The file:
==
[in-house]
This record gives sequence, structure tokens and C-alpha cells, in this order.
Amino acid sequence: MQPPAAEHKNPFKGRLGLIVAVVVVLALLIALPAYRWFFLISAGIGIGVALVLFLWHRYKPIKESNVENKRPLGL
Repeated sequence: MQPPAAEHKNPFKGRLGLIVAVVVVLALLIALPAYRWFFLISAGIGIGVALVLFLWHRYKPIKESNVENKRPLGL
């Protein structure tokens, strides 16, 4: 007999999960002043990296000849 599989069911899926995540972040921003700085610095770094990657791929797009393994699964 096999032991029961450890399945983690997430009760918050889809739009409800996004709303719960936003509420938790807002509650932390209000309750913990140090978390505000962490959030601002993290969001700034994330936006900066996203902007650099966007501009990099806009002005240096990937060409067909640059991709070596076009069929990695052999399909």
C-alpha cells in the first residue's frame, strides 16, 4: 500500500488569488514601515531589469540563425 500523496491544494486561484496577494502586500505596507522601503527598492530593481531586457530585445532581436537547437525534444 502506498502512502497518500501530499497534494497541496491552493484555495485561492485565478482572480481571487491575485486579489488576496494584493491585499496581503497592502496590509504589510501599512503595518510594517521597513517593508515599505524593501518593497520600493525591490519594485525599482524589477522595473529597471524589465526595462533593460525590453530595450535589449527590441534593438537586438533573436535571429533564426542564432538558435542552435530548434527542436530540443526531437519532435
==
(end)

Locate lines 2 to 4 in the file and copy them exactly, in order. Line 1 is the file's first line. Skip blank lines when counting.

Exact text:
This record gives sequence, structure tokens and C-alpha cells, in this order.
Amino acid sequence: MQPPAAEHKNPFKGRLGLIVAVVVVLALLIALPAYRWFFLISAGIGIGVALVLFLWHRYKPIKESNVENKRPLGL
Repeated sequence: MQPPAAEHKNPFKGRLGLIVAVVVVLALLIALPAYRWFFLISAGIGIGVALVLFLWHRYKPIKESNVENKRPLGL